In February, the Department of Defense (DOD) announced that funding reallocated for building some 177 miles of fencing at the border is “required to provide support for counter-drug activities of the Department of Homeland Security (DHS),” according to a request sent to Congress (pdf). The money was originally appropriated to DOD for resources and equipment for the department and National Guard and to the Pentagon’s Overseas Contingency Operations (OCO) fund.
California Attorney General Xavier Becerra and 18 other attorneys general filed the lawsuit (pdf) in the U.S. District Court in Northern California challenging the administration’s move, arguing that the reallocation of funds is unconstitutional because it violates the separation of powers and Congress’s power of the purse. It also argued that the administration violates the National Environmental Policy Act by failing to consider the environmental impact of constructing the wall.
The states also argue that the reallocation would “significantly impact the capacity and capability” of the National Guard Units across the country and put military construction projects at risk.
“Congress has repeatedly and explicitly rejected taxpayer funding for a wasteful Trump wall along the border,” Becerra said in a statement announcing the lawsuit. “We’re going to court—once again—to remind Donald Trump that even the President is not above the law.”
Last year, a similar 16-state coalition filed a lawsuit in California against the Trump administration over its plan to reallocate funding towards the border. This case is pending on appeal before the 9th circuit.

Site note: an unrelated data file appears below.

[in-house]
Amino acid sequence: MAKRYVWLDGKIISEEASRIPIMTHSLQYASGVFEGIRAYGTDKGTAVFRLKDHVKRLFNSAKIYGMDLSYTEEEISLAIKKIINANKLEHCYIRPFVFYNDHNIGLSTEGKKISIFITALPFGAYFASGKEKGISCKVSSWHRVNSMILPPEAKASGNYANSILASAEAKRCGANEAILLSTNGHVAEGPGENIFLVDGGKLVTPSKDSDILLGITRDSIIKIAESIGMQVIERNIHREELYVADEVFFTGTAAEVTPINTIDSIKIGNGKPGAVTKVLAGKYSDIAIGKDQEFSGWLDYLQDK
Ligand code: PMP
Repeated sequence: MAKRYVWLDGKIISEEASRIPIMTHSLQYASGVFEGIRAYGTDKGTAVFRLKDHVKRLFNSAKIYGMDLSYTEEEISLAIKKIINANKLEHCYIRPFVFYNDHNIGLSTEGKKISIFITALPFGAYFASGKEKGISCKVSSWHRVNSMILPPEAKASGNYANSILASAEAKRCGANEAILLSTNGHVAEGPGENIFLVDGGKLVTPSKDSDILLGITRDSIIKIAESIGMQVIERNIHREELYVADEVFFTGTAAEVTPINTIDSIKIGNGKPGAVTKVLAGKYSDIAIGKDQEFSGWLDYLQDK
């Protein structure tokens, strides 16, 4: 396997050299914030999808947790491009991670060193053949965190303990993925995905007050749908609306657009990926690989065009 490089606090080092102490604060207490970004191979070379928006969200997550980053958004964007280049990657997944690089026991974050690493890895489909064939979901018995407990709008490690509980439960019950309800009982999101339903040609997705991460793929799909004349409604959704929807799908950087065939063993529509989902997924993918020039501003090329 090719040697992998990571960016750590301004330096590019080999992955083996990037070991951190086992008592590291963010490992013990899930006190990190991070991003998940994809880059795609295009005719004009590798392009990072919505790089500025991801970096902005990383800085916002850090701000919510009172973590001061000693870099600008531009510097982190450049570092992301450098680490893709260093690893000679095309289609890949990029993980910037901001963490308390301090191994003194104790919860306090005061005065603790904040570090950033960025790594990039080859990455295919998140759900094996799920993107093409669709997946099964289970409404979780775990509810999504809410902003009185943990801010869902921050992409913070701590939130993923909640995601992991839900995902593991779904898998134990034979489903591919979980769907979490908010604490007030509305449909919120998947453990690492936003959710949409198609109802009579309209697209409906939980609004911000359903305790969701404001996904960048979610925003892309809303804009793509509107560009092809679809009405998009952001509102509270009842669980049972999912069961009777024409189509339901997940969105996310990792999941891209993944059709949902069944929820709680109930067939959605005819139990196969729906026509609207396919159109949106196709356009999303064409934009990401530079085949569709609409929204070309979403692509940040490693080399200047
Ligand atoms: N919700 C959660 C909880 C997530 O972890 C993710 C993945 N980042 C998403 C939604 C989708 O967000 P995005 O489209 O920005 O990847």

Trump declared a national emergency to address the humanitarian crisis on the southwest border and secure funds for border-wall construction in February last year. The emergency declaration was made at a time when the United States saw an influx of illegal immigrants entering the country across the southern border, overwhelming the immigration facilities and system. Meanwhile, drug smugglers and cartels were taking advantage of the porous border to smuggle vast amounts of drugs into the country, contributing to an already devastating opioid crisis. Building the border wall was one of Trump’s key campaign promises.
After the administration announced that it would shift nearly $4 billion toward the wall, several lawmakers from both sides of the aisle spoke out.
House Armed Services Committee Chairman Adam Smith (D-Wash.) accused Trump of being “obsessed” with fulfilling a campaign promise “at the expense of our national security.”
Similarly, committee ranking member Mac Thornberry (R-Texas) said in a statement that he would be working with his colleagues to determine the “appropriate steps to take.”
“The reprogramming announced today is contrary to Congress’s constitutional authority, and I believe that it requires Congress to take action,” Thornberry said at the time.
California is joined by the attorneys general of Colorado, Connecticut, Hawaii, Illinois, Maine, Maryland, Massachusetts, Michigan, Minnesota, Nevada, New Jersey, New Mexico, New York, Oregon, Rhode Island, Vermont, Virginia, and Wisconsin in the lawsuit.
Since taking office, the Trump administration has faced an unprecedented number of state lawsuits, mostly from Democratic-led states, against a number of the administration’s key policies. As of Feb. 1, the administration has faced 103 lawsuits, according to data compiled by Dr. Paul Nolette, an associate professor of political science at Marquette University. Comparatively, the Obama administration faced 25 lawsuits in its first term and 53 in its second term. Meanwhile, the Bush administration faced 35 lawsuits in its first term and 41 in its second term.
Nolette also found that a majority of the multistate lawsuits are led by New York or California.
The Justice Department declined to comment on the lawsuit.
Ivan Penchoukov and Isabel van Brugen contributed to this report.